Provide assistance to develop collective policy agendas, for instance, through Women’s Charters or by holding National Conventions of Women. Women share priorities that cut across any differences they may have – these shared priorities may be about their right to hold office or their access to improved health care and child care. It is important for women to coordinate, create coalitions, work together and ensure common messages during times of change. Provide capacity building and skills development training to promote advocacy and communication skills, as well as internal organizational capacities of women’s groups and movements.

3. Build accountability for women’s rights in public institutions.

Ensure that constitutional revision processes consider the impact of the design of political, judicial and other public institutions on women’s participation and the exercise of their social, political and economic rights. Constitutional revisions should ensure harmonization with international standards on women’s rights. Promote accountability mechanisms and governance reforms that address women’s needs such as gender responsive service delivery, access to justice, budgeting and access to information. Ensure that accountability processes are in place, through which public authorities answer for their performance on national commitments on gender equality and women’s rights.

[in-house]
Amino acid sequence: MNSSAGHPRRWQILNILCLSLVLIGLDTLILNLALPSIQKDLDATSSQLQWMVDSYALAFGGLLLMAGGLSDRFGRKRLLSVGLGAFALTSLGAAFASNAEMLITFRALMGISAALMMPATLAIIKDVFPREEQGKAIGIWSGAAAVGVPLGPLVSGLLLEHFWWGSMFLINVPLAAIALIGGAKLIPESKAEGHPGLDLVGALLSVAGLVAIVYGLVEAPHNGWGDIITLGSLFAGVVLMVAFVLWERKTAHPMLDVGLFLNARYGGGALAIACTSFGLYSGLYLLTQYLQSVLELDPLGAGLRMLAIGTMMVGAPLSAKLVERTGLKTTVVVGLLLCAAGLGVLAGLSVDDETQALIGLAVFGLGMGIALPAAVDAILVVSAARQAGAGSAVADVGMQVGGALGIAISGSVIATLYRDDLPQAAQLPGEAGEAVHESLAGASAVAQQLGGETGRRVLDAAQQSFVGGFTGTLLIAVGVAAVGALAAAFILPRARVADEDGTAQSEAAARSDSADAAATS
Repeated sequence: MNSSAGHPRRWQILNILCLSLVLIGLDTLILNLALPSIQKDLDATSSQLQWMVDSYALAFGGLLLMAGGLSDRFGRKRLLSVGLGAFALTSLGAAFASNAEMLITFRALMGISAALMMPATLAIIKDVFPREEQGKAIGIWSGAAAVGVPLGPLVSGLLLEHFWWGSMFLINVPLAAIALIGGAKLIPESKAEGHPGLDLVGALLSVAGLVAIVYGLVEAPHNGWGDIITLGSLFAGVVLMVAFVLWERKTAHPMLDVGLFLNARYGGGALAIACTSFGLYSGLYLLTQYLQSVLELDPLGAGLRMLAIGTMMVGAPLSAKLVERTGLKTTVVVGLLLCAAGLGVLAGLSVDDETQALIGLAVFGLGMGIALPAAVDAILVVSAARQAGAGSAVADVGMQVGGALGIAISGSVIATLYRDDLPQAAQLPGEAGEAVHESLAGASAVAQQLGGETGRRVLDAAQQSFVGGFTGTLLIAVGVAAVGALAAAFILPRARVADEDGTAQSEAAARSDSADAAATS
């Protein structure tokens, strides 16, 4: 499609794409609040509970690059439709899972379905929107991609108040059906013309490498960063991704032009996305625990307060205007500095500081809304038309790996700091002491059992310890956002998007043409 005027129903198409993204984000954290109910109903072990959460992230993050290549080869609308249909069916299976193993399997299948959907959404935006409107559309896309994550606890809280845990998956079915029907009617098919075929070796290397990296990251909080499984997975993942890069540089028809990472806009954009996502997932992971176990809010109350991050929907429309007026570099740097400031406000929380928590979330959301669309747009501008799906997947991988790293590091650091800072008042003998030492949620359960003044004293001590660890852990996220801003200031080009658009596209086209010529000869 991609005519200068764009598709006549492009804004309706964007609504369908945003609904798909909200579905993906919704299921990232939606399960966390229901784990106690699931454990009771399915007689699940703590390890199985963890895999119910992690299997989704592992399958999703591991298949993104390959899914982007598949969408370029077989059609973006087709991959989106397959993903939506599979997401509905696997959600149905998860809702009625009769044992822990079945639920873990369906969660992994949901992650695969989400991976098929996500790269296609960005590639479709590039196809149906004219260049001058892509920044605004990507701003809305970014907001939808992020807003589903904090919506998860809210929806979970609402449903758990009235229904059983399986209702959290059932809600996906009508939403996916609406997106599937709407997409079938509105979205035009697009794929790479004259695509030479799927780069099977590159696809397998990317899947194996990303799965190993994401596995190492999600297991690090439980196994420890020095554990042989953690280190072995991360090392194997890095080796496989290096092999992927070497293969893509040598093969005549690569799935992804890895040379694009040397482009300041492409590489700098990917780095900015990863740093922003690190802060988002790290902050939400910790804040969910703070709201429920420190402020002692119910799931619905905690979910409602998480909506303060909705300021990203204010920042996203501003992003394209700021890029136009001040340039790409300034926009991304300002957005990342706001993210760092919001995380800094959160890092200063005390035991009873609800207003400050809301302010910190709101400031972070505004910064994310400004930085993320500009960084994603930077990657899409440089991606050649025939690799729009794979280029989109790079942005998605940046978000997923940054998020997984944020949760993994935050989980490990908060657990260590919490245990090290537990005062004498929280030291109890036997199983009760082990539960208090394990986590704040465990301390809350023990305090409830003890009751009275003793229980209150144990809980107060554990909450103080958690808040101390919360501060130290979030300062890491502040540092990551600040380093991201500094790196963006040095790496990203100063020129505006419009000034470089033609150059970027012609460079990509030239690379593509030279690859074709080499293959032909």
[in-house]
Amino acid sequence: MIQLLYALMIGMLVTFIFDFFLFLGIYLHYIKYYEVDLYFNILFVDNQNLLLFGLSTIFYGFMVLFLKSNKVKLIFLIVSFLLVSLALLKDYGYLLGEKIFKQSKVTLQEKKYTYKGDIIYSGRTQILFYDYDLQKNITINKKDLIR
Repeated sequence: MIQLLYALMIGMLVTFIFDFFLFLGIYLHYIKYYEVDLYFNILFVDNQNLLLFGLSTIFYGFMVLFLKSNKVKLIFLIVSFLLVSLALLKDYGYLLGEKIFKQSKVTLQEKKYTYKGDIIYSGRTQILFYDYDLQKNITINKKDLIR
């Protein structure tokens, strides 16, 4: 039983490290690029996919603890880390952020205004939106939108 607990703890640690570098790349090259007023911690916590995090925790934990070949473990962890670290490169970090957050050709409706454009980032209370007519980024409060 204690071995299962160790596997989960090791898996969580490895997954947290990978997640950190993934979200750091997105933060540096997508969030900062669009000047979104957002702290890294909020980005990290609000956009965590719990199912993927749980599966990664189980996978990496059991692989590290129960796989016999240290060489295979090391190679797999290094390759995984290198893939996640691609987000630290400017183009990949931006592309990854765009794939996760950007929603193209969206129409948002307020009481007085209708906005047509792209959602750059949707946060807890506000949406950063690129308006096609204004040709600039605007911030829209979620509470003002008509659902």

4. Support women political leaders to expand their influence.

Support skills and capacity development for both candidates and elected leaders. This support involves both training in terms of skills (parliamentary debate and language, advocacy) as well as content skills on gender mainstreaming, international gender equality commitments and strategies that can be of use. Support also entails advocating for mechanisms such as women’s parliamentary caucuses or women’s networks within civil service institutions, as well as creating governmental mechanisms that have the mandate, capacities and position in government to be an effective policy advocate for women’s interests. Consider training men in the principles and practice of gender mainstreaming and women’s empowerment.